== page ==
On March 18, 2009 investigators from the FAA, and Hawker Beechcraft Corporation, examined the cabin altitude warning switch at the facilities of Hawker Beechcraft Corporation facilities in Wichita, Kansas. The switch, BEECH P/N 101-384028-15 manufactured by Eaton Corp., Pressure Sensor Div. (p.n. 214C40-3-278 and s.n. R194) had been removed from the accident airplane. The HBC Acceptance Test Procedure E-2065 Rev 26 was performed on the switch. The switch functioned within limits with the exception that the ascent activation point was outside of Acceptance Test E-2065 Rev 26 published ascent activation tolerance. During the testing, on ascent, the switch closed at 10,970 feet; and closed at 10,800 feet when the tolerance was 10,000 feet +/- 500 feet.
An autopsy was performed on the pilot on December 15, 2008 by the Bexar County Medical Examiner’s Office, San Antonio, Texas. The autopsy findings reported the cause of death as "multiple blunt force injuries".
Forensic toxicology was performed on specimens from the pilot by the Federal Aviation Administration (FAA), Aeronautical Sciences Research Laboratory, Oklahoma City, Oklahoma. The toxicology report stated: tests for CARBON MONOXIDE were not performed; tests for CYANIDE were not performed; NO ETHANOL detected in Liver; NO ETHANOL detected in Muscle; NAPROXIN detected in Liver.
FAA Aeronautical Information Manual (8-1-2 a. 2-3.) states: From 12,000 to 15,000 feet of altitude, judgment, memory, alertness, coordination and ability to make calculations are impaired, and headache, drowsiness, dizziness and either a sense of well-being (euphoria) or belligerence occur. The effects appear following increasingly shorter periods of exposure to increasing altitude. In fact, pilot performance can seriously deteriorate within 15 minutes at 15,000 feet. … The ability to take corrective and protective action is lost in 5 to 12 minutes at 20,000 feet, followed soon thereafter by unconsciousness.
A review of portions of the FAA Approved Airplane Flight Manual shows the following:
The annunciator system consists of an annunciator panel centrally located in the glareshield, a press-to-test switch, and a fault warning light. The illumination of a GREEN or YELLOW annunciator will not trigger the fault warning system, but a RED annunciator will actuate the fault warning flasher. The annunciators are of the word-readout type. Whenever a fault condition occurs, an electric signal is generated and the appropriate annunciator is illuminated.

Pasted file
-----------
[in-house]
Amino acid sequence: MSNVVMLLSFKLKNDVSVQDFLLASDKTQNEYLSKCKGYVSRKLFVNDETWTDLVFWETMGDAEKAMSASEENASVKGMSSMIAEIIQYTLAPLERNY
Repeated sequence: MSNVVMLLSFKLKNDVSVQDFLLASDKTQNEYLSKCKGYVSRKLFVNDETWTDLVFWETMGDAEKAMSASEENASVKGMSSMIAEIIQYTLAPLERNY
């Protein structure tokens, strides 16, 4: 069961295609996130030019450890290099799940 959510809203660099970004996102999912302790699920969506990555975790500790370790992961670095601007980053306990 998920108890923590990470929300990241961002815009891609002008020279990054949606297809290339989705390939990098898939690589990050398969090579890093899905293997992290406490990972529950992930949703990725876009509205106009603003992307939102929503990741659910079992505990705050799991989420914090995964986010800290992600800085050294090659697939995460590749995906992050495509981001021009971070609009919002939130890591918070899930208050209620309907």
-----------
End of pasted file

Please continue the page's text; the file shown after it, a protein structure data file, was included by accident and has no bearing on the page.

If a RED warning annunciator is illuminated, the fault requires immediate attention and reaction of the pilot and the MASTER WARNING flasher is activated. Any illuminated warning lens in the annunciator panel remains on until the fault is corrected. In such a case, the MASTER WARNING flasher will again be activated if an additional annunciator illuminates. When a fault is corrected, the affected annunciator is extinguished, but the MASTER WARNING flasher continues to flash until depressed.
If the fault requires the immediate attention, but not the immediate reaction of the pilot, the appropriate YELLOW caution annunciator will illuminate. Any illuminated caution lens in the annunciator panel remains on until the fault is corrected.
The ALTITUDE WARN annunciator is powered through a 5 AMP circuit breaker labeled ANUN IND on the cockpit right side panel. The ALTITUDE WARN annunciator will illuminate when the cabin altitude exceeds about 10,000 feet. The annunciator is YELLOW and its activation will not activate the FLASHING MASTER WARNING annunciator in front of the pilot. There is no aural warning associated with the activation of the ALTITUDE WARN annunciator.
The annunciator panel also contains GREEN advisory annunciators. No flashers are associated with these lights since they are advisory in nature, indicating functional situations which do not demand the immediate attention or reaction of the pilot. An advisory light can only be extinguished by changing the condition indicated.
PRESSURIZATION AND AIR-CONDITIONING SYSTEMS